Co-op Management Master’s Degree Program: Lessons Learned

folks.jpg
Students in the MMCCU program journey from their home co-ops, credit unions, and associations in North America, the UK, and Oceania to meet in places like Emilia Romagna (Italy) and Mondragon (Spain) for in-depth study tours.

The Master of Management—Co-operatives and Credit Unions program (MMCCU) based at St. Mary’s University in Halifax, Nova Scotia, will graduate its first class of students in April 2007. Program students, most of them senior managers of major cooperatives and credit unions, come from around the world. After a jam-packed orientation week in Halifax, they telecommunicate constantly with one another from home and work for a bit over three years.

In mid-program each class reunites for an intensive study tour to a
co-op “epicenter” such as Mondragon in Spain, the United Kingdom’s Co-operative Group matrix, or the Emilia Romagna region of Italy. They speak enthusiastically and warmly about the relationships that are developed through participation in the program, citing unexpected personal and professional benefits they’ve received. (For interviews with many of these students go to www.smu.ca/mmccu.)

The accredited degree program, unique in the English language, was developed through a partnership between the Co-operative Management Education Co-operative (CMEC) and Saint Mary’s University. CMEC has more than 55 members worldwide, including CUNA, NCBA and National Co-op Bank. The program is managed by one of its creators, Tom Webb, formerly the Director of Cooperative Extension at St. Francis Xavier University in Antigonish, Nova Scotia.

Says Webb about the program, “Co-ops often don’t account for our other [than monetary] bottom lines. Where are the tools that let a co-op know if we’ve balanced our multiple bottom lines?”

Not that he thinks income is trivial. “I dislike it when I hear people say, ‘Co-ops aren’t about making money’,” he says, citing one of those co-op multiple bottom lines. “It’s dishonest. Otherwise, they’re bankrupt. The problem is, we either think about it from a consumer’s point of view—‘I want to pay the lowest cost’—or from the producer’s—‘I want to get the highest price.’ This doesn’t reflect the cooperative concept of interdependence.”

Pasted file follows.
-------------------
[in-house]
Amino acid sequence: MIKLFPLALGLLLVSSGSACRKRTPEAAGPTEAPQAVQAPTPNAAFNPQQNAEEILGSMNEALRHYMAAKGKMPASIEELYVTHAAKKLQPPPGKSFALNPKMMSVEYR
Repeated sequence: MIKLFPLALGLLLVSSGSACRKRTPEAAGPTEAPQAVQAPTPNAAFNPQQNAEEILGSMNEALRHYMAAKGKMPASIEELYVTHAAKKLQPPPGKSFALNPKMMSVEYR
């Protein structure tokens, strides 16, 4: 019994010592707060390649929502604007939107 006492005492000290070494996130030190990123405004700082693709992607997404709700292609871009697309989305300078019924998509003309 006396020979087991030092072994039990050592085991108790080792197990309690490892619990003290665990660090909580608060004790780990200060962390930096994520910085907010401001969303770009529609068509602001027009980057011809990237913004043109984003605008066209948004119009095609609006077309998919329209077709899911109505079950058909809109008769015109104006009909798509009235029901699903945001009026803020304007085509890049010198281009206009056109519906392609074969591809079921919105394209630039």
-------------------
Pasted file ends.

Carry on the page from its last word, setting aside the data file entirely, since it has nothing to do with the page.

Tom Webb sums up his view of the future of cooperatives this way: “We need to ask what are the new, innovative thoughts that are even more consistent with our values? Where are the co-op values of ‘self-help’, ‘openness’ and ‘solidarity’ in the way we treat our workers?

“Some version of the stakeholder model is the solution—that’s the real cutting edge,” he concludes, painting a vision of a co-op board of directors composed of workers, consumers, and producers, where “every topic is discussed, where there is a basis of trust and no conflict of interest because everyone there represents the co-op. But the real key,” he adds, “is not to tell our master’s candidates what to think, but to have them think deeply about the issues that count in a successful co-operative business.”

The MMCCU requires about 114 weeks of classes, assignments and a major project that is linked to the sponsoring employer co-op or organization. The deadline for applying for the Fall 2006 course is May 31, 2006. Call 902/496-8170 or 902/863-0678 or visit www.smu.ca/mmccu.

***

Jane writes about all sectors of the cooperative economy ([email protected]).

See other articles from this issue: #124 May - June - 2006